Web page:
A computer programme was trained to spot the difference and it could then find it – in less than one second – in mums speaking other languages.
The difference was found in 12 non-English speakers communicating in languages including Hebrew, Mandarin and Cantonese.
Dr Piazza told the BBC: “There is wide-ranging research showing infants learn better from infant-directed versus adult-directed speech.
“Specifically they can segment words into syllables better and they can learn novel words better and that probably encompasses these timbre features.”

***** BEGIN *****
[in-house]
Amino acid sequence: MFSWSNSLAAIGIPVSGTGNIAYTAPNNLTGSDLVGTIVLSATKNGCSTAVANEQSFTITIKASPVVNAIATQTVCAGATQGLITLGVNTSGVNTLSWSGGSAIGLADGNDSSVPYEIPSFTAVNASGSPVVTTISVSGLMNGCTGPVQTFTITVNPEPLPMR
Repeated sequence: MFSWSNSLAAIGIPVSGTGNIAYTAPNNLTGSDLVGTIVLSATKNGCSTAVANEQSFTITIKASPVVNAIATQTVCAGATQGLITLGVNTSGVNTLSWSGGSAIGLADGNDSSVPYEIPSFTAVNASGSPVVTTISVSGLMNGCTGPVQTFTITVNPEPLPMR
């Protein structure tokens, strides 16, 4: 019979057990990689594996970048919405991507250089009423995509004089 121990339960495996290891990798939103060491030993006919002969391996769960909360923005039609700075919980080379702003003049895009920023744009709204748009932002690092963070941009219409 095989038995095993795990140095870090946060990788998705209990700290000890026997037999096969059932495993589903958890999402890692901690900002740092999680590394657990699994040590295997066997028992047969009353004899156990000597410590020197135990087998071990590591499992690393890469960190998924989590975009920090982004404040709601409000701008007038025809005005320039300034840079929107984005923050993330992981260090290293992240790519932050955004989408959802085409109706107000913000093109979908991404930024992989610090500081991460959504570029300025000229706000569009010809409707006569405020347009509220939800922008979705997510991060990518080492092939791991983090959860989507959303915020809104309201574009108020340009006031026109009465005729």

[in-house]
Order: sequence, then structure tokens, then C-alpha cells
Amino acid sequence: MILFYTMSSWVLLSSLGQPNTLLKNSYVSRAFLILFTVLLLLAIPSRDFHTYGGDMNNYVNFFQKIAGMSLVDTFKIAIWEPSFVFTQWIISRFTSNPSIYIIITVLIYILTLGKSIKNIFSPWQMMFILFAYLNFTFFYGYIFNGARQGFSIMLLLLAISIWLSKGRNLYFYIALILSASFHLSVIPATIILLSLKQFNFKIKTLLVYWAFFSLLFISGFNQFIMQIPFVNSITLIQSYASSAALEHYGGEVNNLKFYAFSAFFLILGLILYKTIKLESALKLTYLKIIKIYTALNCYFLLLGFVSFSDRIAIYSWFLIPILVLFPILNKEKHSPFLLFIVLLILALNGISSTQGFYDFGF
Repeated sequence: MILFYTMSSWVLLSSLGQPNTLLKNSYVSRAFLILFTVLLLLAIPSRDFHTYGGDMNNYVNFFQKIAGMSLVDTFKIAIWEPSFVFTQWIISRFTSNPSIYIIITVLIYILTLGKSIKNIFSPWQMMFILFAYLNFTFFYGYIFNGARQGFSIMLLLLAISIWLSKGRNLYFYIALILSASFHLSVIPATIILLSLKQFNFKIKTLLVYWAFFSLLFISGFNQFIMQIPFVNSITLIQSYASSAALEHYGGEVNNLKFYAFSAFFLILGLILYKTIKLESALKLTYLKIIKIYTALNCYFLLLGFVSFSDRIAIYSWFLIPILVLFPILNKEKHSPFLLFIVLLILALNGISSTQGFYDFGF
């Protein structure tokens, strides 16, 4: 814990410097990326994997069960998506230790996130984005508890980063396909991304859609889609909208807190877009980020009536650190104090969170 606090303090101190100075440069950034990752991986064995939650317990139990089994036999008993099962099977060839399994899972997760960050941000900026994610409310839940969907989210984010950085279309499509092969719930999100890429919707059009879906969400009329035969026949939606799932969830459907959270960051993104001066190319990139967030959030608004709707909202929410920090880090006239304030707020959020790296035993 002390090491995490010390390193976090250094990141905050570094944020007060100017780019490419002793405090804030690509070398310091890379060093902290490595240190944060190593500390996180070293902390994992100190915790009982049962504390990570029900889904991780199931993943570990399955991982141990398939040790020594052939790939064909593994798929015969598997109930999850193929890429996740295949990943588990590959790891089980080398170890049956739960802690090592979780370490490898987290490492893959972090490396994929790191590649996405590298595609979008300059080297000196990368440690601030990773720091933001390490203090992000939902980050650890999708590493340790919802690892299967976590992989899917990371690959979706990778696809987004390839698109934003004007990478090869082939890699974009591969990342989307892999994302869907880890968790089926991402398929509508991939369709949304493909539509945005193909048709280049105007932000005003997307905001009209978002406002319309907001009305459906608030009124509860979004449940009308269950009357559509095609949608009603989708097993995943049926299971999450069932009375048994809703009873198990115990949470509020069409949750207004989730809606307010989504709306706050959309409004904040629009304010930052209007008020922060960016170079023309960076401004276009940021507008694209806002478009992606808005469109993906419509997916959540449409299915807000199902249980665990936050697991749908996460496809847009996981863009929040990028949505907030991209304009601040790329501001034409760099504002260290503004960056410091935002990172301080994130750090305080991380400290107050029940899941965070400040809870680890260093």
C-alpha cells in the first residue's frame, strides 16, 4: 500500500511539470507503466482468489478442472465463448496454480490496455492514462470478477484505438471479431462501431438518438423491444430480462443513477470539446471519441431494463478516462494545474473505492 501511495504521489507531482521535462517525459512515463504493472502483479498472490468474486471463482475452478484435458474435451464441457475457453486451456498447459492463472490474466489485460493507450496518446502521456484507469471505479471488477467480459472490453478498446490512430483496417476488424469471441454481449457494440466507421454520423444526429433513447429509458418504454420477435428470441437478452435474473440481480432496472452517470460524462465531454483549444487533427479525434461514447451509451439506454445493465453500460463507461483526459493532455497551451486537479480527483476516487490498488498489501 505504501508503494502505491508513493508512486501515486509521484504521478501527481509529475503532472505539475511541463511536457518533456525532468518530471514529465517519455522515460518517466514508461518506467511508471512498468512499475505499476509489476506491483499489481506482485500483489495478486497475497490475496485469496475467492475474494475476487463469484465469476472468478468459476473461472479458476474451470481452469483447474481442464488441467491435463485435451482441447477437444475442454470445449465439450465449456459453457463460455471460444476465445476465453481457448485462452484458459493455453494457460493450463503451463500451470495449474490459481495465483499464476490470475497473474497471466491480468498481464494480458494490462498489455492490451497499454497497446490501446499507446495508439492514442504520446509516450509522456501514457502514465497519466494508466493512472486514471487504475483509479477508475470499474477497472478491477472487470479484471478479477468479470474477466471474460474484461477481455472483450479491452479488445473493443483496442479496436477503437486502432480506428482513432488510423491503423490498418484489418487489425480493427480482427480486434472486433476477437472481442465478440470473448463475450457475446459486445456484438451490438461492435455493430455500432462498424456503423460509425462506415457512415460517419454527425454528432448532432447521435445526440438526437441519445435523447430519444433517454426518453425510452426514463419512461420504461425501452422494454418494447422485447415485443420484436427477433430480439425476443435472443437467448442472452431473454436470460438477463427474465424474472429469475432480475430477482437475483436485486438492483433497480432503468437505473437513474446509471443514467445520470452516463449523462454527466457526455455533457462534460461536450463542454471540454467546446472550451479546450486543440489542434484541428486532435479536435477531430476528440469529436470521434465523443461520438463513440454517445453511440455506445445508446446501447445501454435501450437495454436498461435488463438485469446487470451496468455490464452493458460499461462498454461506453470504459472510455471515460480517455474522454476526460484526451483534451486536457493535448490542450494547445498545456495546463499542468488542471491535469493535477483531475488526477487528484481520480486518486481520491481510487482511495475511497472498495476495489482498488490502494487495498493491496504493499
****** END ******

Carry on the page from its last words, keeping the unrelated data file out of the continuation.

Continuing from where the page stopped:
The study did not look at dads or grandparents, but the researchers anticipate similar timbre adjustments.
Prof Jenny Saffran, from the University of Wisconsin-Madison, commented: “This is the first study to ask whether [mothers] also change the timbre of their voice, manipulating the kinds of features that differentiate musical instruments from one another.
“This is fascinating because clearly speakers are not aware of changing their timbre, and this new study shows that it is a highly reliable feature of the way we speak to babies.”